App Reviewed on: iPhone XR
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There’s a three-by-three grid presenting nine different travel nodes. You control a geometric avatar who’s sole purpose is to move between these nodes to collect gems before finding an exit. All the while, increasingly complex and abstract machinery moves through space trying to disrupt your plans as a thumping electronic soundtrack propels the action forward. This is Jumpgrid, a tough-as-nails arcade game that feels ideally suited for mobile, though its difficulty and set level progression can be irksome.
Jumpgrid is the latest title from Ian MacLarty, the mind behind minimalistic puzzler Dissembler. Although Jumpgrid is a much more action-focused game, there’s a traceable lineage here. Both are deceptively simple games that feel like they’re unearthing a game concept that’s always been lurking just beneath the surface of popular games of yore.
This is to say that Jumpgrid’s action feels akin to Pac-Man, but only if it took place in the world of Super Hexagon. The little… thing you control warps around between nodes as quickly as you can swipe your finger, and every level is a micro-game consisting of rapid movements and pattern-recognition as you frantically collect everything possible and get out before the level can stop you.
Jumpgrid moves at a break-neck pace, but it’s surprisingly easy to manage on a small screen. The controls are simple, levels are easy to read at a glance, and—most importantly—the game automatically restarts levels for you when you inevitably fail at them.
Failure is inevitable in Jumpgrid because its an extremely unforgiving game. Almost immediately, timing windows for levels get super small, and the movements of obstacles through your grid get increasingly erratic and disruptive. The game is really good at teaching you little tricks to make your way through these dastardly levels, but even then, actually executing on what you’re learning is much easier said than done.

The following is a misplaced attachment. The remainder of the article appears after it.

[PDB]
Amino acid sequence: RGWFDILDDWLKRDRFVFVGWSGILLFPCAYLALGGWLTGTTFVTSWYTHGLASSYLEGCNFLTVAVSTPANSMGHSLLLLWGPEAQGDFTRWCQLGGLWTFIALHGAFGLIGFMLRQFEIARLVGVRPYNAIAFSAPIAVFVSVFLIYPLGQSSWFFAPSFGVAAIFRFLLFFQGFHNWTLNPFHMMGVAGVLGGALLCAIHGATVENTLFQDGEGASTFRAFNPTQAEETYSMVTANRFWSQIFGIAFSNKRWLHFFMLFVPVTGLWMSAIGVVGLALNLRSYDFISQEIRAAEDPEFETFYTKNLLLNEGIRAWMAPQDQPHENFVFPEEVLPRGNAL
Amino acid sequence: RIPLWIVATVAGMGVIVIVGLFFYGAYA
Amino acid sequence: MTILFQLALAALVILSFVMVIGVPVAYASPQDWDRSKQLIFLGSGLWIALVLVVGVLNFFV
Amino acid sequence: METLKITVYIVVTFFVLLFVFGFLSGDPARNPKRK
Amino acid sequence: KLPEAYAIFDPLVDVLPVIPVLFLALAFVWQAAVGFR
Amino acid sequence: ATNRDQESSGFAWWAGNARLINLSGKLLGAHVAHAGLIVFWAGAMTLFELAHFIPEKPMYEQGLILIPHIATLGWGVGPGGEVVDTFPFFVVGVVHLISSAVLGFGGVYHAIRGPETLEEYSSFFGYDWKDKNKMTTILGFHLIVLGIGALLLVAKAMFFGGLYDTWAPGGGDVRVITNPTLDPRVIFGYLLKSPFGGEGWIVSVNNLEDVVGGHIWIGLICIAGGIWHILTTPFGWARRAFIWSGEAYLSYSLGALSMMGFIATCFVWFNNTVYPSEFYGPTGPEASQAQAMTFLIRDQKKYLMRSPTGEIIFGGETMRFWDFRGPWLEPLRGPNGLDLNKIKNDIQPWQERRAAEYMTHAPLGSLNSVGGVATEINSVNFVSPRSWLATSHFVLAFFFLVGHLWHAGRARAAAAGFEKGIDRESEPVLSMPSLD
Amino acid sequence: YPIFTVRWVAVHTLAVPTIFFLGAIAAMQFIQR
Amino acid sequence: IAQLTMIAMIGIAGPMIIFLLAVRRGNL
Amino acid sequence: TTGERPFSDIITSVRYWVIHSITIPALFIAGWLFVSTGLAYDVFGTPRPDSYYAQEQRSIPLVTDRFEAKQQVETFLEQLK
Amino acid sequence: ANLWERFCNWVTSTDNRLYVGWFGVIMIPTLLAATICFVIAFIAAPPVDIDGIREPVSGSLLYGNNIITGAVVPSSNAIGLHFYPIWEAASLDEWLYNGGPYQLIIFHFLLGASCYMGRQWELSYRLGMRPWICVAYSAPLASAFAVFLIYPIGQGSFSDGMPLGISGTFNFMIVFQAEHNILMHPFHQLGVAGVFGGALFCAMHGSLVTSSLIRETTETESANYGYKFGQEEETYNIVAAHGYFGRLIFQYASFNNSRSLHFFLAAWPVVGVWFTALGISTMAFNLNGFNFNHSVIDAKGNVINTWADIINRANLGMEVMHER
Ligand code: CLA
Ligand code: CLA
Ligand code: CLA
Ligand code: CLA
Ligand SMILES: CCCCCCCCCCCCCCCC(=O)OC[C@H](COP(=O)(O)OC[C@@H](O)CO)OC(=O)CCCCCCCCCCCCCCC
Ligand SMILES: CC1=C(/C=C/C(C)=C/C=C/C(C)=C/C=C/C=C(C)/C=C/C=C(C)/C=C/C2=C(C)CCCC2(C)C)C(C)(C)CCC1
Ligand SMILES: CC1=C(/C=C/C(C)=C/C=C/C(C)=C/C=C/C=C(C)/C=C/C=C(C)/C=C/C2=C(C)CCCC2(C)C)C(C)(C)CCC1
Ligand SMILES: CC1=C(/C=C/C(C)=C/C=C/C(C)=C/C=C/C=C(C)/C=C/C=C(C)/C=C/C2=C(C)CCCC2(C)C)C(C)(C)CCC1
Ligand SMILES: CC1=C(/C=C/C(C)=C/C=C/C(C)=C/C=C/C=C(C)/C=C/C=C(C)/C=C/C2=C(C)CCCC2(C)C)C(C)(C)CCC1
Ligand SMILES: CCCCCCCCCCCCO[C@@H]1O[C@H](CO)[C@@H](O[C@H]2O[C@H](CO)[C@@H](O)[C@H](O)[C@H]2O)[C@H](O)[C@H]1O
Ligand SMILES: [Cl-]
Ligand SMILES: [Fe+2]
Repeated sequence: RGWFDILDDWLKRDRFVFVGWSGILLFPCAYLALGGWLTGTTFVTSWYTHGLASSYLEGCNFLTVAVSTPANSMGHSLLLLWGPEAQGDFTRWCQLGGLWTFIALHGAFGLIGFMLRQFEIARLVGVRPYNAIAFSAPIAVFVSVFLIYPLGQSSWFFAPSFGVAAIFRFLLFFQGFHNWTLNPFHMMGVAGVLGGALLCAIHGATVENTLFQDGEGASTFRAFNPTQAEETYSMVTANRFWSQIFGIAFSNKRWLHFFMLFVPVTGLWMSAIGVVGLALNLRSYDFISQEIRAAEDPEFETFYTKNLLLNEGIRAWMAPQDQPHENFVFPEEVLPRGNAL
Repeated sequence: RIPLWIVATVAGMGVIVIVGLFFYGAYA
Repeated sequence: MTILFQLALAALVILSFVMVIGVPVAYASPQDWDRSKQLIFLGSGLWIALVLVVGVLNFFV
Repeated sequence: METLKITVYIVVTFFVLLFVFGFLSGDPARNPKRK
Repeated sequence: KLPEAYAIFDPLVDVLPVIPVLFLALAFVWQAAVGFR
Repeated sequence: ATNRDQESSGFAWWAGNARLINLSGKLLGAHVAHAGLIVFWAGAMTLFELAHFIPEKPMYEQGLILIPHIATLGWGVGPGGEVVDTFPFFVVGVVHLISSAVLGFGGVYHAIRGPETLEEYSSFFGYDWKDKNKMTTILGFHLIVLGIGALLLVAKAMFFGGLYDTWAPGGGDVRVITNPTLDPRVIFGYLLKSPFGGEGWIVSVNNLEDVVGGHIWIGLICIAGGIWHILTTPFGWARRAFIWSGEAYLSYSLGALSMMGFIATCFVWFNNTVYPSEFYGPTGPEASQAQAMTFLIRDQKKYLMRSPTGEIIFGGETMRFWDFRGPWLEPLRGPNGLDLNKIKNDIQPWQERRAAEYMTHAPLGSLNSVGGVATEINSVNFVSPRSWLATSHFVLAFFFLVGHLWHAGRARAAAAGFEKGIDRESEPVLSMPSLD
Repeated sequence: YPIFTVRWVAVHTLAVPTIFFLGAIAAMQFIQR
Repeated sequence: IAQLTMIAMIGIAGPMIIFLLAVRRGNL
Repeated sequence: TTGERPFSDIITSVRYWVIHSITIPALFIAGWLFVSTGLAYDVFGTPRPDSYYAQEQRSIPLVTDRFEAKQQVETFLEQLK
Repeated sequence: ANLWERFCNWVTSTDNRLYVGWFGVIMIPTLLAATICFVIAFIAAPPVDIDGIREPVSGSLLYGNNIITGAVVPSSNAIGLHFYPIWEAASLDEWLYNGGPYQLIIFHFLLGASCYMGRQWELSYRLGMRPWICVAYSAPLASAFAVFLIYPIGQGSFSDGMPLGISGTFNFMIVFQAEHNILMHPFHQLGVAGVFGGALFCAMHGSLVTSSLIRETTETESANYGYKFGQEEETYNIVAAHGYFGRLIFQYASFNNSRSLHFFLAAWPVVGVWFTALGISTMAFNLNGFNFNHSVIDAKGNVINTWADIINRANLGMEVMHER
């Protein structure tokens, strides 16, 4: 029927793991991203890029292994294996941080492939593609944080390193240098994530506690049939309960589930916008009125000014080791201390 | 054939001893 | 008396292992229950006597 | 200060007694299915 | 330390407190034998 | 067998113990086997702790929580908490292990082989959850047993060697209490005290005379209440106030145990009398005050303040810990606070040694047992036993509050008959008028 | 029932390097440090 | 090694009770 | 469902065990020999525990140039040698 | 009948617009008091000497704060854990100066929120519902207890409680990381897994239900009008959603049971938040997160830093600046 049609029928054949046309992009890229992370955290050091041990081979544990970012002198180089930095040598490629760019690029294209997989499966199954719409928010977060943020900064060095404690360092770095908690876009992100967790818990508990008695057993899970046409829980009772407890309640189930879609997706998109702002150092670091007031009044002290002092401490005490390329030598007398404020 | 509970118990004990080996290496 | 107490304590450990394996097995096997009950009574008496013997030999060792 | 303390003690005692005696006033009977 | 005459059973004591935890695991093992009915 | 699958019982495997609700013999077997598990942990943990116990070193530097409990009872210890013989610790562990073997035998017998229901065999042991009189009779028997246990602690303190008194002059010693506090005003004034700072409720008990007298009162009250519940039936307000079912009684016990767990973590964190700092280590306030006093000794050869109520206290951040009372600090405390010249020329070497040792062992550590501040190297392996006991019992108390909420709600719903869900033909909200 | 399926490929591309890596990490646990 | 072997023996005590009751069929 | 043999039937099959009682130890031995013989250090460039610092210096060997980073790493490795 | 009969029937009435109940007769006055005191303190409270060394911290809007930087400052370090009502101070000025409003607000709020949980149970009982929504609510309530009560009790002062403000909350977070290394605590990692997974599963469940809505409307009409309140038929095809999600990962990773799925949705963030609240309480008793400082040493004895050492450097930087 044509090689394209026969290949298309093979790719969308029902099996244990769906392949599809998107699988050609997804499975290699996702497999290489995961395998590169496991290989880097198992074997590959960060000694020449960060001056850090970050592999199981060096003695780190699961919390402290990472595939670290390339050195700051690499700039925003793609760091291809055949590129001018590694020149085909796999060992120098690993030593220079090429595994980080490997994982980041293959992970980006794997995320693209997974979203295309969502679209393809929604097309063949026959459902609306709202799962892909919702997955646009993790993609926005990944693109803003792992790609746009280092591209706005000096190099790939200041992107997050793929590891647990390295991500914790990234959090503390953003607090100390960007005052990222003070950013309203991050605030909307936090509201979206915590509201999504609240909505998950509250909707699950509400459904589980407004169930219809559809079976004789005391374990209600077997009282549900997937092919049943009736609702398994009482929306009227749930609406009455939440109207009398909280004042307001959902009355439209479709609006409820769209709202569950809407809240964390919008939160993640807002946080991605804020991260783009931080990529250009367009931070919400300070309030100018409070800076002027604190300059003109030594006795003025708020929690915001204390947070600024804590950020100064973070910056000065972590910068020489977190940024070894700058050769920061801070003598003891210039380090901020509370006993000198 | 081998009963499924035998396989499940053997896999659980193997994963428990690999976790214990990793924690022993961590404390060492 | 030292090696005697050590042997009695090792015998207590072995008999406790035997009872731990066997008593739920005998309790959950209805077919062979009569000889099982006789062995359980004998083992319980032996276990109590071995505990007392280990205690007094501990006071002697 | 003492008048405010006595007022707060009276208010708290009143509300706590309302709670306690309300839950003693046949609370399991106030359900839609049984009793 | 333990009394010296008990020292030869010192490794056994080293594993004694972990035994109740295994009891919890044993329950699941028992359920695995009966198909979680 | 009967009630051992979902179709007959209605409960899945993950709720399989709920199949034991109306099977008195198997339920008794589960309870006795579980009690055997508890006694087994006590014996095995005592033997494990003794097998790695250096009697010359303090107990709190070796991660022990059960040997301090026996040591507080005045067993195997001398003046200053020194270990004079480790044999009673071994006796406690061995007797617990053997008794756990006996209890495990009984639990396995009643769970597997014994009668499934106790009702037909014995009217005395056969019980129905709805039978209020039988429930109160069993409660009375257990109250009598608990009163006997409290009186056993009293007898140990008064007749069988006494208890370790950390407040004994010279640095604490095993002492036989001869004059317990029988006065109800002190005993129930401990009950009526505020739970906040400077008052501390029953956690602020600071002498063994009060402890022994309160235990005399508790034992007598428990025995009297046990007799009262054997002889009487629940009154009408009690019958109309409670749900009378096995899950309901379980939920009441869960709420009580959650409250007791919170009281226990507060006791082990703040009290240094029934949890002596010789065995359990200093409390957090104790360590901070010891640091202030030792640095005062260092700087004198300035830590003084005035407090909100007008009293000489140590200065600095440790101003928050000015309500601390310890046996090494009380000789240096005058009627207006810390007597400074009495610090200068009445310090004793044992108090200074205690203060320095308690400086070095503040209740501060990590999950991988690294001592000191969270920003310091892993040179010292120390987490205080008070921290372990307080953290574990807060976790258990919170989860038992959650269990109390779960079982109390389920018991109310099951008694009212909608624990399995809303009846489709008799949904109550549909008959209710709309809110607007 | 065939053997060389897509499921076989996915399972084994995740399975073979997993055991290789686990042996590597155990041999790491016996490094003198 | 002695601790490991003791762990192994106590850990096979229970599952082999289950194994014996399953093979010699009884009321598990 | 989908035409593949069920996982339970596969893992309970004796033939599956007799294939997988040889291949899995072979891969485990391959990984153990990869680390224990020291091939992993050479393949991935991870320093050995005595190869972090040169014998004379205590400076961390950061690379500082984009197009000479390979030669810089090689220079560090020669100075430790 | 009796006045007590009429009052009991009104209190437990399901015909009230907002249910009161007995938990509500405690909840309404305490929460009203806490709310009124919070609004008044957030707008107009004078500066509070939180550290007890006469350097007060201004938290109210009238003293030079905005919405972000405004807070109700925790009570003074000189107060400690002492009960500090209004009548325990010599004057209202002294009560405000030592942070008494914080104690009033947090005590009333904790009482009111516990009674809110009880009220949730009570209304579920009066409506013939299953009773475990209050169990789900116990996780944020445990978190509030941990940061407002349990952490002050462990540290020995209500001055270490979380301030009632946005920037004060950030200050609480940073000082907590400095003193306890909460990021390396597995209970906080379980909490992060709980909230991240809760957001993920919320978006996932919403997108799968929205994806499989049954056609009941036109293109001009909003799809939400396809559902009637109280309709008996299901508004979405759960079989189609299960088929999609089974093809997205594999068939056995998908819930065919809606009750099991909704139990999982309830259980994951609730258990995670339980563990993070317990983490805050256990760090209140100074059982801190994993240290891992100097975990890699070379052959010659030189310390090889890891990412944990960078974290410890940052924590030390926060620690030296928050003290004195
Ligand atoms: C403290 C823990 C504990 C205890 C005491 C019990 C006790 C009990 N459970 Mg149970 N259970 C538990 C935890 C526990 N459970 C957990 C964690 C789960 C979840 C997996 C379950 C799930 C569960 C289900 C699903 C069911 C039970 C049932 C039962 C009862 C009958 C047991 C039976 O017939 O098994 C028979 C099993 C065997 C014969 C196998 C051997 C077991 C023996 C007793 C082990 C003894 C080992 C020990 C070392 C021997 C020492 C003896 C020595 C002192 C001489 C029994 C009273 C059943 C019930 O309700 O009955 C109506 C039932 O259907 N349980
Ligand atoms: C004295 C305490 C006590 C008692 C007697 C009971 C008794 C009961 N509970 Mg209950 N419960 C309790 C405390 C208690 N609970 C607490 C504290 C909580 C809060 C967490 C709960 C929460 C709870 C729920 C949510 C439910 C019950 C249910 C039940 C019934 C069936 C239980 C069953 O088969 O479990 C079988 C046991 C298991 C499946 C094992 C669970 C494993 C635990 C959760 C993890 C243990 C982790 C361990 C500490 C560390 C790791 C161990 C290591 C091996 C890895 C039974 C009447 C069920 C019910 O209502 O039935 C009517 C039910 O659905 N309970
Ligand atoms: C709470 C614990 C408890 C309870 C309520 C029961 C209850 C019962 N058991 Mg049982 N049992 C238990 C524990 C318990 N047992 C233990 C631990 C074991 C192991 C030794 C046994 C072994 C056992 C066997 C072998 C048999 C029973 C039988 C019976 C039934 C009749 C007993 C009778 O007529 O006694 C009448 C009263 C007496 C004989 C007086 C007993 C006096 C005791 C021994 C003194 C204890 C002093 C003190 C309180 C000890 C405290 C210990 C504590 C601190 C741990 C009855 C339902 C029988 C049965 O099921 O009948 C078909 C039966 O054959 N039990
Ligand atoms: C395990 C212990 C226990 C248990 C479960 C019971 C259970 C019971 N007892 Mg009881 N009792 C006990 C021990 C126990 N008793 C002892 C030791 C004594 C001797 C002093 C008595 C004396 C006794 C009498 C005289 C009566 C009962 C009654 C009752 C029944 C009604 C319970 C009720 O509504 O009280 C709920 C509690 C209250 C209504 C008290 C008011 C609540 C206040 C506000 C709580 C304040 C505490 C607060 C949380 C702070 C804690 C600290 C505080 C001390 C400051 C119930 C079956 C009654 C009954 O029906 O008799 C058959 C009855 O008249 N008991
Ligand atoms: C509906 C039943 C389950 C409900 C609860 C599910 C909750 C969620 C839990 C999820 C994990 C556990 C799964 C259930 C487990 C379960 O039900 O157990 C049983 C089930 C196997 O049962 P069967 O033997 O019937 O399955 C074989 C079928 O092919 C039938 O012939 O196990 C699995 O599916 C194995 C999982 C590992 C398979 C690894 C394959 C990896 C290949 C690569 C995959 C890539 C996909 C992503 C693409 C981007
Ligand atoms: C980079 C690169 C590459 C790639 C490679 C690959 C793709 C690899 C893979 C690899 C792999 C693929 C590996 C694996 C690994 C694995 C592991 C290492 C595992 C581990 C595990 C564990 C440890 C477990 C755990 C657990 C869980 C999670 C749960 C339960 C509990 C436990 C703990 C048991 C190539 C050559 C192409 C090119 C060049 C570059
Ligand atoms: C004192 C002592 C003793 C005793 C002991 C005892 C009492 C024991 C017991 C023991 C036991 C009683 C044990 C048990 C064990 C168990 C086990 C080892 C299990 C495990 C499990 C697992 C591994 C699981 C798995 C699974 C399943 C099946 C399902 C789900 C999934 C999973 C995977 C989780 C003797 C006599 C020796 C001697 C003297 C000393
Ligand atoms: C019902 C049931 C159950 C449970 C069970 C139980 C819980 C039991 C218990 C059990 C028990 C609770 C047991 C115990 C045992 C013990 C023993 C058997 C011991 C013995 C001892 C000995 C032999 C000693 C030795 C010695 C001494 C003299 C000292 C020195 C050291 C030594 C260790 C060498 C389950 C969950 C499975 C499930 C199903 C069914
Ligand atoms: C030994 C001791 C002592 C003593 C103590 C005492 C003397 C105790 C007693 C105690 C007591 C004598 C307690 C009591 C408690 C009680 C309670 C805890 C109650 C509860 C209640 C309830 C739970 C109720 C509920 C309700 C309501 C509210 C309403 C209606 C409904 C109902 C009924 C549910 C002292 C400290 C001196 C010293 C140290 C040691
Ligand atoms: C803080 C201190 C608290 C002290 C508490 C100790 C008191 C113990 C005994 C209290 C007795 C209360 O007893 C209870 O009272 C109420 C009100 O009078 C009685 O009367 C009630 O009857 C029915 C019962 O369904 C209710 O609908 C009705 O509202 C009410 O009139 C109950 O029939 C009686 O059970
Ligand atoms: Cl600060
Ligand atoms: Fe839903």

There’s a lot of things I like about Jumpgrid. The super-tight controls, the sense of accomplishment from perfectly completing a level in a few seconds, and the game’s abstract-future-space aesthetic come to mind in particular. That said, I’m a little less enthused by Jumpgrid’s game mode offerings, as there’s only one that I find particularly compelling.
Jumpgrid’s set level progression in both its main “campaign” (if you can call it that) and Speedrun modes are a bit dull compared to the game’s Infinite mode, which is a score-chaser where you can warp around endlessly as procedurally-generated collectibles and obstacles spawn. Wherein the other two modes, I can find myself frustratedly bashing my head against the same problems over and over again, Infinite is always there to offer up something new every time I play it.
The bottom line
Jumpgrid is definitely not for anyone who gets frustrated easily. Even though it instantly restarts levels when you fail, it can be demoralizing to keep being thwarted by the same things over and over again. The Infinite mode offers some respite in the sense that it’s always serving up new ways to fail, but even that can wear thin after a while. Still though, there’s no denying that Jumpgrid is an extremely well made game that can satisfy, provided you have enough patience to stick with it.